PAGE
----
1. A few things:

    1. Somehow my writing score was higher than my math score on the GRE. (By percentile, I blew the writing section away, somehow.)

    2. When I was in elementary school I was nominated to be tested for going into Algebra a year early, but my scores came back lousy so I had to do pre-algebra like everyone else.

    3. I've been told by teachers I am bad at writing.

    Congratulations Rachel, I am your opposite.

    But on a more serious note, good luck with your Master's degree program.

  2. A few caveats:

    1. The GRE is an interesting test in that it is taken by a lot of engineers/scientists that totally destroy the math section (a perfect score is only ~90% percentile). Thus it is probably not the best gauge of overall math ability since it doesn't produce anything approaching a normal distribution. The value in looking at the GRE is really only in comparison between an individual's scores.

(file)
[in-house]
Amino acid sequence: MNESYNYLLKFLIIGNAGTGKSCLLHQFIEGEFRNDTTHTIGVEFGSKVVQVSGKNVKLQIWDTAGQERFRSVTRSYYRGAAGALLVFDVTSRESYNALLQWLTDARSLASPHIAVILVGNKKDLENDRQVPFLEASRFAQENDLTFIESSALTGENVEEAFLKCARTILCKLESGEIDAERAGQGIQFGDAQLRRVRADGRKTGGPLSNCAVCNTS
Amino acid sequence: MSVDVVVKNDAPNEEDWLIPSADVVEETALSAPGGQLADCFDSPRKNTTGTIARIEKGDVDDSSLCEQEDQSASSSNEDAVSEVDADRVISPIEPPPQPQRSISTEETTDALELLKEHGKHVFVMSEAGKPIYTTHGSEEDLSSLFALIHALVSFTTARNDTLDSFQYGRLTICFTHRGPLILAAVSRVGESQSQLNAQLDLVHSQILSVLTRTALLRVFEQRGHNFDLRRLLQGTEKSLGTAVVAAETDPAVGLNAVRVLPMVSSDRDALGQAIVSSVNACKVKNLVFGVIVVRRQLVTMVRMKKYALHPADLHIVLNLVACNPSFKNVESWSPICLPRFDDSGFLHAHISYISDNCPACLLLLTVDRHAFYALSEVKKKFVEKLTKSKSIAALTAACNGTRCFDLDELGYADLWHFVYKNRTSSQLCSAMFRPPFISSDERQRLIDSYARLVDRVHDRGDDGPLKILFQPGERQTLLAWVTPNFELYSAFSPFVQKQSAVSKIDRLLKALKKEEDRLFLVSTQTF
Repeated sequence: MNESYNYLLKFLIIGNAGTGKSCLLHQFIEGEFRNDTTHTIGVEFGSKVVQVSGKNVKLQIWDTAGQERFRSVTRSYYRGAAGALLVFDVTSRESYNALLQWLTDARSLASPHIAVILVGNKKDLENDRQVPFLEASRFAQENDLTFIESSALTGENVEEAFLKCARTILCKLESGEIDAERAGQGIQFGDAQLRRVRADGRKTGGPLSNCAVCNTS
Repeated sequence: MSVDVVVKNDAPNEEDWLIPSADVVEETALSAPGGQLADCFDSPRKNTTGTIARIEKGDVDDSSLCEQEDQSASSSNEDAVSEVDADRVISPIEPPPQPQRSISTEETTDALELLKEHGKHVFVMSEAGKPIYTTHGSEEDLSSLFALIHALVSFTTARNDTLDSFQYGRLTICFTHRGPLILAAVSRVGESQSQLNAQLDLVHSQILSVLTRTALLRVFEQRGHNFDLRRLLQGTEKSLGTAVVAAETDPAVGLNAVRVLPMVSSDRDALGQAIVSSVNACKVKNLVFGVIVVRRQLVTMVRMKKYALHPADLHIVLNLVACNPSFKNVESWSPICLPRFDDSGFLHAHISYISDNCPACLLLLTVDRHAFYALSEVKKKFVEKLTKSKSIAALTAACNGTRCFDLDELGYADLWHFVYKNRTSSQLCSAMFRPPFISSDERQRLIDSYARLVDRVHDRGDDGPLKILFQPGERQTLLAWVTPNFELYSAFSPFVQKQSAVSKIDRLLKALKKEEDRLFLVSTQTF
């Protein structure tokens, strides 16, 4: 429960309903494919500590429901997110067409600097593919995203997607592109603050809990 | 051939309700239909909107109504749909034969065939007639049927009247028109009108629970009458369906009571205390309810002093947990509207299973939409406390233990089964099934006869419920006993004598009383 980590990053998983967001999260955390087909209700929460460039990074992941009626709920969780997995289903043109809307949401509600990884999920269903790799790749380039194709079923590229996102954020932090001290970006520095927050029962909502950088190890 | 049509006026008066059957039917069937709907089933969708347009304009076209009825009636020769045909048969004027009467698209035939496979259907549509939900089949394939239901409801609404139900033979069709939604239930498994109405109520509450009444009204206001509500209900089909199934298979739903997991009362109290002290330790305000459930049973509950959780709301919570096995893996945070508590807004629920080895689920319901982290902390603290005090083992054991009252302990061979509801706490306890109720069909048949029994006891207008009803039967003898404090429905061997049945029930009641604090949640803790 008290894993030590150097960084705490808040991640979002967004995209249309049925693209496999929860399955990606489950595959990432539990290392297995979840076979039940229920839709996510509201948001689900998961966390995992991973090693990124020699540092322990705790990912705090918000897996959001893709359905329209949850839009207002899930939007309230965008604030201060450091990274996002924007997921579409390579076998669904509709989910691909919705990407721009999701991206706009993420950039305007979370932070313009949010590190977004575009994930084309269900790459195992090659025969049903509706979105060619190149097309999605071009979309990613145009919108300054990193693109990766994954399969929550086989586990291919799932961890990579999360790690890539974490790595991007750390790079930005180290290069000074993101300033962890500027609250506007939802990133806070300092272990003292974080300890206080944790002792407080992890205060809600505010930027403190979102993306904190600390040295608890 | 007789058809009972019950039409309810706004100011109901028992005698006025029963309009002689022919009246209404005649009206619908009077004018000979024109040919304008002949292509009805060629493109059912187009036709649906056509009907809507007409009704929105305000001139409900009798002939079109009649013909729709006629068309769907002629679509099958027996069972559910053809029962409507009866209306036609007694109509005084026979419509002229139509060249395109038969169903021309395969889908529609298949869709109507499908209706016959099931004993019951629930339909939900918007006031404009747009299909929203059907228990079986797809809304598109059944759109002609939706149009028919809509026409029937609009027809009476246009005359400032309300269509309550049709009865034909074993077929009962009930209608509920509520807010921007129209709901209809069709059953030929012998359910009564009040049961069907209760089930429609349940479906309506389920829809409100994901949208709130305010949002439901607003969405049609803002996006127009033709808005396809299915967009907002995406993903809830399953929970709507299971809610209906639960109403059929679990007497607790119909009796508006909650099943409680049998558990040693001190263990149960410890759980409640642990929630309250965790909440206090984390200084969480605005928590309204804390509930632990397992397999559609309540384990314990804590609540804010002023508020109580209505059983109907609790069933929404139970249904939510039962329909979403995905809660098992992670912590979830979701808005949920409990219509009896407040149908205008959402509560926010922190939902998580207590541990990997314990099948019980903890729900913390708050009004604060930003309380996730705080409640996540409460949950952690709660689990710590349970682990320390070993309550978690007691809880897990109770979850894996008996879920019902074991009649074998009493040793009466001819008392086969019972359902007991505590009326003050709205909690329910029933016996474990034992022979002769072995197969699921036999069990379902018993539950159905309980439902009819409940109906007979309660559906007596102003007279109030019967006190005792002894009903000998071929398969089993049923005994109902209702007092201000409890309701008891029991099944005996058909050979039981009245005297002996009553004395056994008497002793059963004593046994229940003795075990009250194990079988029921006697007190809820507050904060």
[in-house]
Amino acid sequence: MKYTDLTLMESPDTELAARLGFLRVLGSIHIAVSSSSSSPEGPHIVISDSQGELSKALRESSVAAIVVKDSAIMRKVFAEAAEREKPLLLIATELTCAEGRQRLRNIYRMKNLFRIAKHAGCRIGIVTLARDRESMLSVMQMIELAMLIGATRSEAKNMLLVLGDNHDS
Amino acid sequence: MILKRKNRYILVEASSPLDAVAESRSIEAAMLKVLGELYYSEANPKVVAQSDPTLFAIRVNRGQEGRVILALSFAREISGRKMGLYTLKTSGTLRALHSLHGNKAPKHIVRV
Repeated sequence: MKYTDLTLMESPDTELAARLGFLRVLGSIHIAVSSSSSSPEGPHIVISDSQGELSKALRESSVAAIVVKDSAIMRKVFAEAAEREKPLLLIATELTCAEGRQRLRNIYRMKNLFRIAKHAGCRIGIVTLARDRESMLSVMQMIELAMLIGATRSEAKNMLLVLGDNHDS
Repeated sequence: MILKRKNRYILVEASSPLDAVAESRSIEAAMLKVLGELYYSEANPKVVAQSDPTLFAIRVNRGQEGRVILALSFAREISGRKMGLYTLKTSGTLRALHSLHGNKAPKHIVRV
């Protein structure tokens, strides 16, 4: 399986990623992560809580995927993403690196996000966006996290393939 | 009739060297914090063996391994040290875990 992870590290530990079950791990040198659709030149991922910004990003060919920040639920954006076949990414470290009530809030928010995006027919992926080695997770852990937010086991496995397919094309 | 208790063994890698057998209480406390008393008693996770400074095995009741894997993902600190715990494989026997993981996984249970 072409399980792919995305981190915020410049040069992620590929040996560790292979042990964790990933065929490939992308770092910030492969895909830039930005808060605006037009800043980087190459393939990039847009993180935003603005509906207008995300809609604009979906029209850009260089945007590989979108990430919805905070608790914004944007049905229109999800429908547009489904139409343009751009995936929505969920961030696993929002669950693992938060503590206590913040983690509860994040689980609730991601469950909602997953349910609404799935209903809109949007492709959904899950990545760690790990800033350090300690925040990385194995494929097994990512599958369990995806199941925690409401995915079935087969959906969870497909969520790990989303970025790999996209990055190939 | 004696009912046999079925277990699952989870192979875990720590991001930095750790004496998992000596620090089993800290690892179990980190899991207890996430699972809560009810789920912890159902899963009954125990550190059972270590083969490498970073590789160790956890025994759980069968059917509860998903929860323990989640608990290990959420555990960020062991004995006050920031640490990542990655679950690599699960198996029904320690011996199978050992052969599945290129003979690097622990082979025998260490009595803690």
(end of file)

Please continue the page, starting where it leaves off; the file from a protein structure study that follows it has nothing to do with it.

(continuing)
2. I was supposedly an excellent writer according to some high school and college teachers, but I did quite poorly on the GRE writing section.

    3. I believe that parental aptitude and interest in math/science influence kids much more than teachers do.

    4. Often the GRE doesn't really test what it claims to test. For example, Ohio State did an informal study and found that over a 20 year period an incoming grad student's verbal GRE score was a much better indicator of how quickly a student would get his/her PhD than undergrad GPA or scores on the GRE physics, math, or writing tests (writing was available for fewer year than the other criteria examined, however).

    Basically, this is an anecdote rather than a broad conclusion, but it has been a fascinating experience.


To add a link to text:
<a href="URL">Text</a>